A new study links the Great Recession to at least 10,000 suicides in Europe and North America.

The study, published Thursday by researchers at the University of Oxford and the London School of Hygiene & Tropical Medicine in the British Journal of Psychiatry, stated that suicides had been on the decline in Europe prior to the economic downturn. By 2009, it was seeing a 6.5 percent increase, a level it sustained for two years. Canada’s rate rose by 4.5 percent while U.S. suicide rates accelerated 4.8 percent between 2007 and 2010.

The findings blamed job loss, home repossessions and debt as the main risk factors.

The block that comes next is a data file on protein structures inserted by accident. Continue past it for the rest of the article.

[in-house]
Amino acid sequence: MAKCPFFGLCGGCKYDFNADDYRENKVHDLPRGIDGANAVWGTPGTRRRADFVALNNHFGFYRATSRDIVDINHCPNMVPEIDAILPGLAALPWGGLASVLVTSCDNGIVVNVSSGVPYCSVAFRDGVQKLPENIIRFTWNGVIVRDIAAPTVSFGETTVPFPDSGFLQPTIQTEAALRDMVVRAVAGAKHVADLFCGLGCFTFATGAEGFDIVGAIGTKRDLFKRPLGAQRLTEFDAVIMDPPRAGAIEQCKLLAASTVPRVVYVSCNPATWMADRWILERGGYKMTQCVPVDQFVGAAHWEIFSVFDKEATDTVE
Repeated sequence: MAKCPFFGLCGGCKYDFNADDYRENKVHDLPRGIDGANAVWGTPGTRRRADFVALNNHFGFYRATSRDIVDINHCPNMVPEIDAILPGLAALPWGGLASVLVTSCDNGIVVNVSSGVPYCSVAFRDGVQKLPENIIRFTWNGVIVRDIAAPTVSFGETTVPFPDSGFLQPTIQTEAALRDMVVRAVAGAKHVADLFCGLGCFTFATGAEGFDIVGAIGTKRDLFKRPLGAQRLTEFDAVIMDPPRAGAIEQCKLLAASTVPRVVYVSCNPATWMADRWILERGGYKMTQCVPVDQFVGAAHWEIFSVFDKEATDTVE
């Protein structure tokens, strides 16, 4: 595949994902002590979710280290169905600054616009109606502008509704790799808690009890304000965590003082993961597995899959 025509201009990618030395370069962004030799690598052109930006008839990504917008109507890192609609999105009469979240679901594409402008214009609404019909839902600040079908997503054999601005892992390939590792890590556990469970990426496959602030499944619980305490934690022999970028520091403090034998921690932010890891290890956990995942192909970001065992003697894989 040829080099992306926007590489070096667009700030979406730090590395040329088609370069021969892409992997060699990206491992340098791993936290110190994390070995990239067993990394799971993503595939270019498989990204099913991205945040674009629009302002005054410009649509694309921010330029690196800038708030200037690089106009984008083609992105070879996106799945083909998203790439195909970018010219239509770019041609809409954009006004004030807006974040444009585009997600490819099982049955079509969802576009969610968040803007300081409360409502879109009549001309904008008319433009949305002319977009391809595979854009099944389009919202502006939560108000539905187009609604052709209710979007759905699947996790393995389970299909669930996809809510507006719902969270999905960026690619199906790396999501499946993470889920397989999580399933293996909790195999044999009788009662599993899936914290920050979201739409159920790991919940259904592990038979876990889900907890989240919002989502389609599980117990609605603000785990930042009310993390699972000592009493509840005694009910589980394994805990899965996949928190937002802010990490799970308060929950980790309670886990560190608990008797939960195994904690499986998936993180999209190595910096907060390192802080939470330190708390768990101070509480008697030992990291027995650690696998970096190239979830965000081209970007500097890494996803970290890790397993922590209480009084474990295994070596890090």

Though the report shows a statistical correlation between the economic downturn and increased suicide rates, it can’t prove a causal relationship, the researchers explained. These numbers don’t prove that the people who fell victim to the crash were the ones who took their lives.

“The first thing we need to do is try and understand what exactly is driving this rise,” Aaron Reeves, the lead researcher and a sociologist at the University of Oxford, told NPR.